Citizen action is the most effective weapon against abuse of authority.

The possibility of bringing about change in a political, economic and social system, such as those currently prevailing in our countries, which are advancing so precariously under pseudo-capitalist regimes incapable of generating opportunities for development, let alone benefiting all sectors of society, depends to a large extent on the will of the people. If they were to take the bull by the horns with the purpose of influencing the decisions that affect them directly, confronting the powers that repress them, the scenario would be different.

However, it is evident how this lack of political muscle has been the consequence of a combined strategy of ideological manipulation and the creation of seemingly legal obstacles to accessing truthful and reliable information; but, above all, of legal frameworks designed to raise walls against effective participation of the population in political affairs and ever narrower routes to their own development.

The decisive influence of the mass media, the vast majority of which are in the hands of large business consortiums closely tied to economic power, has been one of the determining factors in keeping important sectors such as youth and women, whose direct action would have the potential to change the course of their people’s history, away from public debate and party participation. Through policies skilfully designed to misinform, manipulate and, incidentally, demonise popular movements, the mainstream media have also installed – since time immemorial – a deep-seated hatred between social classes. Added to this is the atmosphere of discrediting the public service, which undermines one of the fundamental rights of society, namely, involvement in the development of its democratic systems.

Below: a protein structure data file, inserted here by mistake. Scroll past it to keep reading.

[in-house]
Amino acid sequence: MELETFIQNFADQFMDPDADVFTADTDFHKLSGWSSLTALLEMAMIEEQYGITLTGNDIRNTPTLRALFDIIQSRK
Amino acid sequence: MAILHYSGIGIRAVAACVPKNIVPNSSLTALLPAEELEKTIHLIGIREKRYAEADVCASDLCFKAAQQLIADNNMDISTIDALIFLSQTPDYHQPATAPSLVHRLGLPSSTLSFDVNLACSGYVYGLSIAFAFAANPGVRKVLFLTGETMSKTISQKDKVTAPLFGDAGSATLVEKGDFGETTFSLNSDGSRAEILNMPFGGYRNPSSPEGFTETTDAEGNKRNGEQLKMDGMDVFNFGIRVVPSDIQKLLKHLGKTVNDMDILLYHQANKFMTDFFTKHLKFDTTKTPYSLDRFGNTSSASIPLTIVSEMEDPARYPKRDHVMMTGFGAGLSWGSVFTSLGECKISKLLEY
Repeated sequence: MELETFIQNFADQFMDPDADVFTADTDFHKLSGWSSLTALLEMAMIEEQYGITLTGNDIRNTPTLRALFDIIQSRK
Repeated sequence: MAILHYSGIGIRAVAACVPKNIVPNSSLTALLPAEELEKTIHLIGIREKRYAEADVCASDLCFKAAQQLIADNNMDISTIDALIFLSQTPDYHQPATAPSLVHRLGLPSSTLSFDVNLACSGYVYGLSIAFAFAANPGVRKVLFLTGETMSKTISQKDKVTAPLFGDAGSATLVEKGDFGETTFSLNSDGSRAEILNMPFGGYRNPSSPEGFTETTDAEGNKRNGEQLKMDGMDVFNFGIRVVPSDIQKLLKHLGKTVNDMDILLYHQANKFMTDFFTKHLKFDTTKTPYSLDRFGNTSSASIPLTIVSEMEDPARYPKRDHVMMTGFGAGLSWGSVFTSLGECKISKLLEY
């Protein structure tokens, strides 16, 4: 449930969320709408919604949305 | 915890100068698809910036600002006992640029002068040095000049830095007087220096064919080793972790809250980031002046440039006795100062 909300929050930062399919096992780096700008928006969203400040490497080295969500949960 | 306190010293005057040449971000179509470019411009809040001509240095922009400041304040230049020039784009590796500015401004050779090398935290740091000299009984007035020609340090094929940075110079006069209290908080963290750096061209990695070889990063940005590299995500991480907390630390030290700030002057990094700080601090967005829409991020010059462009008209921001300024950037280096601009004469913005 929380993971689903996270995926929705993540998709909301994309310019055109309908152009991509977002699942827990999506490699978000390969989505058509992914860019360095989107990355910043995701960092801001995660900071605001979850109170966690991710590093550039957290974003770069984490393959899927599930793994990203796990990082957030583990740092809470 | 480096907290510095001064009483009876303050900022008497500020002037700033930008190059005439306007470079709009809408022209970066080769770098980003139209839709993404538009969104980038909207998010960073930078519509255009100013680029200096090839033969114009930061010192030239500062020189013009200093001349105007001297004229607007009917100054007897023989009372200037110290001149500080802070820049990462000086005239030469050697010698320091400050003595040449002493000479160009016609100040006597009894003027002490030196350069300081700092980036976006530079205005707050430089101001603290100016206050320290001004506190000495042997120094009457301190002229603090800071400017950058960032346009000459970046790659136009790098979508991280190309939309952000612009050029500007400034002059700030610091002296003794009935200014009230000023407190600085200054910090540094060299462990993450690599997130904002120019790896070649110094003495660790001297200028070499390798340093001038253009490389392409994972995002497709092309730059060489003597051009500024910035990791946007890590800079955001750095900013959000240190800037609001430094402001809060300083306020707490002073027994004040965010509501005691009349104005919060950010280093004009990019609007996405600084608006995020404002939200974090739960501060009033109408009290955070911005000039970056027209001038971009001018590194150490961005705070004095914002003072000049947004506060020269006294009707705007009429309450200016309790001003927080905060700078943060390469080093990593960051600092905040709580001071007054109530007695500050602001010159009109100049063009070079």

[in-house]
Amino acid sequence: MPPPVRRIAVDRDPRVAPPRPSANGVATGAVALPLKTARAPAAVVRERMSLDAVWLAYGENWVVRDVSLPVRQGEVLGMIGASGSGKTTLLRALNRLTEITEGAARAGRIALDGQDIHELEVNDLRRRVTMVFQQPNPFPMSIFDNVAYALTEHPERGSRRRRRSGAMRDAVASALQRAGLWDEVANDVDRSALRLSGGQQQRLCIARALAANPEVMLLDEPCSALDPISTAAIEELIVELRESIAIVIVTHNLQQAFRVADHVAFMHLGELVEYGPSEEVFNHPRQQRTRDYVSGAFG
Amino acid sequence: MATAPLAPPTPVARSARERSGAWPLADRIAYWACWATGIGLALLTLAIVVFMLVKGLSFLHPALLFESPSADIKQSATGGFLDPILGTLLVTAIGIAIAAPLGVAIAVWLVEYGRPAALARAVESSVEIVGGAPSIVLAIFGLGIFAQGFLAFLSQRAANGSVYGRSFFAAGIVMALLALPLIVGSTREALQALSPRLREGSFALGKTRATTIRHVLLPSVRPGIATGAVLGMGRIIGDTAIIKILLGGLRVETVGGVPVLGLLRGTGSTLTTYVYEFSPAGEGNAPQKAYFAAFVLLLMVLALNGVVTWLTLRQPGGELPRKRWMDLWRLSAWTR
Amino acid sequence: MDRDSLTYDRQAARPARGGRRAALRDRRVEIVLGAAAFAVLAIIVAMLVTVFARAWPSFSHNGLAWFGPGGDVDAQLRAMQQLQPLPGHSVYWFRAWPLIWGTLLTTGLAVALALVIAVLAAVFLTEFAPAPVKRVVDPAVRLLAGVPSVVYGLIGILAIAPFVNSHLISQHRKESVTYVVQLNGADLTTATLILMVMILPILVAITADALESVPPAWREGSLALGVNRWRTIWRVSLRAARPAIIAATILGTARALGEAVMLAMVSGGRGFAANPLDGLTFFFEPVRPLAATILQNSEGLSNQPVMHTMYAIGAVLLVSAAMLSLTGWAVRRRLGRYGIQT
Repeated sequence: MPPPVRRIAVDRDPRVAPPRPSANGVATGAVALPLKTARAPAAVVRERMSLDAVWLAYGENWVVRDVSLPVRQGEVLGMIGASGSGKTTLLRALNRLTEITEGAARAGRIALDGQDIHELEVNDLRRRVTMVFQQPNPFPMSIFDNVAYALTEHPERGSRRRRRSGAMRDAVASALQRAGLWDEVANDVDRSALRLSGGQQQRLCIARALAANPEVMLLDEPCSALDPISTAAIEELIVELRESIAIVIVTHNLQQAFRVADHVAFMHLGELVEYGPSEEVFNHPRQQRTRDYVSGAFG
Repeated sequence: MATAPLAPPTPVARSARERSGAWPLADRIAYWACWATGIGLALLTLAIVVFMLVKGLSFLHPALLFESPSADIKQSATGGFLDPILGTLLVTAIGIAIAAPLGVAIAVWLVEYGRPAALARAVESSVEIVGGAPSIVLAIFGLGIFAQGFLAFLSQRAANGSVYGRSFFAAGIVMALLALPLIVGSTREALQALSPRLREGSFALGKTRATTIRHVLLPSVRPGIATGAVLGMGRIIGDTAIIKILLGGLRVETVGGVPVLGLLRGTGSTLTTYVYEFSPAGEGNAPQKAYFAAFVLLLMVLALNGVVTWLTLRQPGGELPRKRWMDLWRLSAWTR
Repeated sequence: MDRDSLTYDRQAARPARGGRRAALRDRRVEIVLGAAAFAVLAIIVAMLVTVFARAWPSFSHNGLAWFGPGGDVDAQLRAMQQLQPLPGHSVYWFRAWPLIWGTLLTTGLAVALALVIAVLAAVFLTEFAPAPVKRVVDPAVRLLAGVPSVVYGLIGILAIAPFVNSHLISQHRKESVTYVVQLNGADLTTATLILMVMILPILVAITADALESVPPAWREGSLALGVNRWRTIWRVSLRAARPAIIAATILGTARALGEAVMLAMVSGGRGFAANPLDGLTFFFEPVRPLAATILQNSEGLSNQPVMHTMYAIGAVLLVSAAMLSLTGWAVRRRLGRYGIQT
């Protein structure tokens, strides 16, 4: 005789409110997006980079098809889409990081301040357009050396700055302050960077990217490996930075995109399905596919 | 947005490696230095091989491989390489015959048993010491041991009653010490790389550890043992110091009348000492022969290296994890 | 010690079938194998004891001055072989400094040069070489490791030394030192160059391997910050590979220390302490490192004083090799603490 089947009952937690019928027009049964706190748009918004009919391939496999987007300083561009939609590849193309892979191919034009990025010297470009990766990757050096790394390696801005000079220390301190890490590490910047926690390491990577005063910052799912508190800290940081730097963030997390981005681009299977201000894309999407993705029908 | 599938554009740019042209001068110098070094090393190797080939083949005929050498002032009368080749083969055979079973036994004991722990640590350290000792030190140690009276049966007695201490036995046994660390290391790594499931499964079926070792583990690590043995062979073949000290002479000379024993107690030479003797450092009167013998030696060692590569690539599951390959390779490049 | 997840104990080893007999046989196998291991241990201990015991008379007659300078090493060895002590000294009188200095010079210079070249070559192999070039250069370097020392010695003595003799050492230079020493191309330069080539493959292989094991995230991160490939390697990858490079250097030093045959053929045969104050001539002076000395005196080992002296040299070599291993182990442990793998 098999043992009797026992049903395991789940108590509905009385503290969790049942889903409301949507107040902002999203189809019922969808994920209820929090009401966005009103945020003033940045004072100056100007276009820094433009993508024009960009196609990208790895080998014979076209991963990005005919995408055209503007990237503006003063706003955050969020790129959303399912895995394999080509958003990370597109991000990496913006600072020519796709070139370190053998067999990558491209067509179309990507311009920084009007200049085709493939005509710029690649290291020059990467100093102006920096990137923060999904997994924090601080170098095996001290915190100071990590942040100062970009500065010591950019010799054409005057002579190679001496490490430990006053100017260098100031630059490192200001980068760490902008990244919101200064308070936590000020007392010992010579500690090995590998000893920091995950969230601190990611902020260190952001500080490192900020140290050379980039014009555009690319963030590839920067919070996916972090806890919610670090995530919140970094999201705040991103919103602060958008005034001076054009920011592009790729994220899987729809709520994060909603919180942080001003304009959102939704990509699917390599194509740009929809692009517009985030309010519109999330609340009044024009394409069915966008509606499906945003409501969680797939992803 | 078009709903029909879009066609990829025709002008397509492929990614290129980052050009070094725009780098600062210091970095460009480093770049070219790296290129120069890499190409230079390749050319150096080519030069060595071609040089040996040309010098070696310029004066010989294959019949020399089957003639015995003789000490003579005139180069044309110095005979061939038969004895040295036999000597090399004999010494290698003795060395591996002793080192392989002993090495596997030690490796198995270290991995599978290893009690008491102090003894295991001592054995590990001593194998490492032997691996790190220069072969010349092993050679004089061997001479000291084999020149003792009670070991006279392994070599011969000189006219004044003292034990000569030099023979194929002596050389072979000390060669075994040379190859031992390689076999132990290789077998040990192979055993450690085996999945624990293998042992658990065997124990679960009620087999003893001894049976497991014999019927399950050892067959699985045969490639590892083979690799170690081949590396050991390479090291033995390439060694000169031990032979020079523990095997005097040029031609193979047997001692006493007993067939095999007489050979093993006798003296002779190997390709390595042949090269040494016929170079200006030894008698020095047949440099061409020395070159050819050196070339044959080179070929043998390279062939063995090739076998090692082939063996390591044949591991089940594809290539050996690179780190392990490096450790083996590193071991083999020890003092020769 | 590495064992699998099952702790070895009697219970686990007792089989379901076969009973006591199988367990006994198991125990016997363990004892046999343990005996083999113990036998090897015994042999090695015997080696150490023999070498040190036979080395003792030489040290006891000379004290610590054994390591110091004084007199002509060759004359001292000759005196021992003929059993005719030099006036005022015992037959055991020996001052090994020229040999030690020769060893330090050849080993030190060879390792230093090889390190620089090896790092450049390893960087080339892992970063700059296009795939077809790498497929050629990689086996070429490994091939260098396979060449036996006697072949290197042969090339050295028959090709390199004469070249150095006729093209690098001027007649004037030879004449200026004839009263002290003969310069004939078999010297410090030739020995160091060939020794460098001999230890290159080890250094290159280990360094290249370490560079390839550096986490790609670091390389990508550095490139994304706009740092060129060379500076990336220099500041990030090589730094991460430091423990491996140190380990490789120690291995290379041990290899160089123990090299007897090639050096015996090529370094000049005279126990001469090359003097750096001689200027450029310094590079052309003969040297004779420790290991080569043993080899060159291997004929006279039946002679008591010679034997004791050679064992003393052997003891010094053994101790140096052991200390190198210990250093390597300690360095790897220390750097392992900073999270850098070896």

In our America, many opportunities have been lost in the face of a system that is shielded from fundamental changes, structural changes that are essential to open paths to development in egalitarian and truly democratic societies. Despite new policies in nations with progressive governments, the roots of the evil remain unchanged: the poorest sectors are left out of the path of progress, along with those who feed the whole system: the rural and peasant sector, where most of the native ethnic groups of our continent converge.

The reasons are many and varied, but without a doubt one of the greatest obstacles to the full exercise of effective democracy has been the excessive concentration of wealth in the hands of an increasingly narrow and powerful circle, whose ability to impose its interests over those of the majority is protected by a ubiquitous elite with strong ramifications on the world stage. Fighting this monster has meant, for our continent, in addition to coups d’état and the establishment of dictatorships, the loss of unique opportunities to transform its destiny and take on the great challenges implicit in this transcendental movement. The decisive steps must go hand in hand with a new legal framework based on inclusive concepts, new constitutional texts and solid laws that guarantee rights for all, without exception.

The cleansing of political bodies is fundamental for democracy.